evening the following communication was
handed to us, which we cordially insert,
knowing that it is but doing simple justice
to a very worthy man. In this connec
tion we may say to the Captain that the
source from which it eminates is of the
most respectable and influential character.
Wo fool proud to find our views in re
gard to the poltron Whitsel endorsed by
such a man as Stockholder."
In the castigation you
gave Whitsel, the oar oonduotor, last
week (which he richly deserved) I am sor
ry you omitted, in referring to Boley and
.gyres, (who merit all you say of them) the
name of Keller, who I have always found
to be as accommodating as any other agent
on the line.
While on this subject permit me to com
pliment yourself for refusing a free ex
cursion ticket from the Railroad company.
The practice of bribing the press to puff
the Agents, or Officers of a Corporation,
is becoming too prevalent. Free tickets
have been used in some cases, by the
managers of the P. R. Co. in influencing
.appraisers of Damages and securing
pliant witnesses, to some purpose ; but,
it is rather disreputable to the conductor
of a Press to bo muzzled with so paltry a
consideration. You can loose nothing by
your Independence. The loss, (if you
sustain any by your refusal) will be made
up by your receiving additional subscri
bers to your paper, particularly if you never
travel further than Col. Hazlet's splen
did new Hotel at Spruce Creek:
Huntingdon, July, 1851.
[Le' Recent accounts from Mexico rep
resent affairs in that country to be very
unsettled. Revolutions aro talked of, and
the partizans of Santa Anna predict a pro
inunciamettlo iu his favor crc long.
narrisburg Correspondence.
'lmamßung, July 21, 1851
Since the adjournment
of the Legislature, your old correspon
dent, “Stnike," has laid down the "fiddle
and the bow," and retired to the shades of
a quiet life; but observing your enquiry
about him in your last ho persuaded me
to write a letter or two in his stead. I
shall not hope to be as acceptable to your
readers. They must, however, take what
I send as the best I have.
The fall campaign has at length opened.
The two great political parties aro now
being marshalled under the command of
their ablest leaders, and I doubt not that
from this point we have a bettor view of
the whole field than you have in the inte
rior counties. This is the "head quar
ters," and a careful observer can learn
many of the "orders" before they are is
When our opponents first "charged to
the onset," they hoped by a bold and con
fident braggadocio system to carry every
thing with a hurrah! "Bigler was unani
mously nominated, and the most popular,
and withal the most able man they had
ever offered to the people," said they; and
straightway they commenced the manufac
ture of stories, for each section of the
State, which wore intended to give this
declaration strength. Here they said that
in the middle and northern counties he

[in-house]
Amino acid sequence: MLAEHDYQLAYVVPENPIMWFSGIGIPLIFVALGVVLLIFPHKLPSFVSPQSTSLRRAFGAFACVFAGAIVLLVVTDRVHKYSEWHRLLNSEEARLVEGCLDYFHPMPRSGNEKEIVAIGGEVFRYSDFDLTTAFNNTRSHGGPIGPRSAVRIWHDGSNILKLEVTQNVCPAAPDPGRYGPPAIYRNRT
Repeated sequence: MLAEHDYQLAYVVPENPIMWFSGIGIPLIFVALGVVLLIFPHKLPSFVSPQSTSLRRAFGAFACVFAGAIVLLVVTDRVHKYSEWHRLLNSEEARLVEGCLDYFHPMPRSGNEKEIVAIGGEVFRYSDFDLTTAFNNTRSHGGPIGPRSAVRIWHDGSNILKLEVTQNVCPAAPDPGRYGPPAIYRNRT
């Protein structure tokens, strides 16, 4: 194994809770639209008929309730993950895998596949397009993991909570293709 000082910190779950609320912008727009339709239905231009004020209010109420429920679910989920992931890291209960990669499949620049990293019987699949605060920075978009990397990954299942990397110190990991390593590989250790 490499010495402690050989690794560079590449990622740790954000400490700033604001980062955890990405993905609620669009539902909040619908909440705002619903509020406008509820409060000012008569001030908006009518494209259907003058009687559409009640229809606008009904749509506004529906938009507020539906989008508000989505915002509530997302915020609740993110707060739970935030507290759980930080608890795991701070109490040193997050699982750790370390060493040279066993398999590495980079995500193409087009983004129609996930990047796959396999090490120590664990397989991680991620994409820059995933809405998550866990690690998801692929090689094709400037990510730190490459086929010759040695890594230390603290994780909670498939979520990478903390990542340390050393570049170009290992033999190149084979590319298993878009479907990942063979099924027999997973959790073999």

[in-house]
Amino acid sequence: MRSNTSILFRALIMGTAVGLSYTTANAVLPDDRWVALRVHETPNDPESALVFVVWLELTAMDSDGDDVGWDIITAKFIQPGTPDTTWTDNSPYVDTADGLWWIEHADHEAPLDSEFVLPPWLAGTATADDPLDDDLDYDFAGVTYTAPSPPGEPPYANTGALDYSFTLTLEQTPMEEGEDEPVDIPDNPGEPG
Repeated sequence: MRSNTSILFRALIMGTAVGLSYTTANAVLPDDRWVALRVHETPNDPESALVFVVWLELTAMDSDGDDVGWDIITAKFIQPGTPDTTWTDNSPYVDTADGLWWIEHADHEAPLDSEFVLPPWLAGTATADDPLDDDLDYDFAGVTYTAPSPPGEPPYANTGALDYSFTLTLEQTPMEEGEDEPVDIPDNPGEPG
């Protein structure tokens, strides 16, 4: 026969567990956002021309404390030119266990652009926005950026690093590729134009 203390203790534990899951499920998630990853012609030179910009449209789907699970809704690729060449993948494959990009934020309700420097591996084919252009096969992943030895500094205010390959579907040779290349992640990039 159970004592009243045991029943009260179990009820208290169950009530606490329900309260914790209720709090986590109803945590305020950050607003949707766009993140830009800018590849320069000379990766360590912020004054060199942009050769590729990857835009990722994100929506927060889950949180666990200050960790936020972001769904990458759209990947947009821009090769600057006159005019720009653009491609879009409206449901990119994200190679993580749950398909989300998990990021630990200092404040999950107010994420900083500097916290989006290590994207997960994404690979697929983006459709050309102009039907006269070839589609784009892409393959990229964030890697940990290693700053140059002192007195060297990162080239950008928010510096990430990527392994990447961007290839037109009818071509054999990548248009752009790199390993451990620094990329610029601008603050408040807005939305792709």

would overwhelm the Whigs; in the north,
they alleged that he would, if he did not
carry Lancaster, reduce the • majority to a
mere nothing—and even in Dauphin, the
majority for Gov. Johnston would vanish
into thin air. All their bubbles have
burst—a few of their own more candid
journals exposed their folly and assured
them that, to say the least of it, the issue
was doubtful, and they had better work
than brag. The people ascertained that
Bigler's popularity was all gammon,—for
not only did Longstreth "beat him out of
his boots" for a nomination in 1848, but
he also polled the largest vote ever given
for any candidate for Governor of that
party—that his unanimous nomination
was all a bagatelle—no body else but Big
ler desired the honor of defeat, or was
silly enough to suppose he could succeed,
of course the "unanimous" meant noth
ing—and the "Big Ship Speech" of Mr.
Bigler, at Beading, knocked all the "abil
ity" out of their talk. Their stories awa
kened enquiries, and the truth came out,
that Lancaster county was almost certain
to swell her majority to 6000, at least,
and Dauphin to 1200;—and that the north,
so long the "hewers of wood and the draw
ers of water" for the party, was illy satis
fied with the cold contempt they received
from the hands of their conventions, and
would be likely to teach Mr. Bigler and
his advisers that they could not bo sold
like sheep. And, added to all this, ev
ery body saw that "Ten Cent Jim" had
completely controlled all the nominations,
and had handsomely mounted himself upon
the back of Bigler, assured that if he
could ride him into the Gubernatorial
chair, he, the "self-same-said" identical
Democratic-blood-letter, would, and should
have the vote of Pennsylvania, for Presi
All these things, now well understood,
have thrown a chill over Mr. Bigler's
hopes and prospects, and havo frightened
. party into an understanding view of
I therr real situation; and they have now
concluded that wind and words must give
place to action. They havo determined
I to start a campaign paper, and a German
paper, both in this place, in the hope that
they can stay the re-action which seems to
be taking place against Bigler.
The Whigs of the State aro all confi
dent—Johnston has proved that ho can
boat thorn oven handed. In 1848 he did
do it against a far bettor man than Big
ler; and with the largest vote over polled
at a Governor's olootion; and every Whig
now asks to be bo pointed to the place
whore Gov. Johnston will not run better
than before. The Farmers in every coun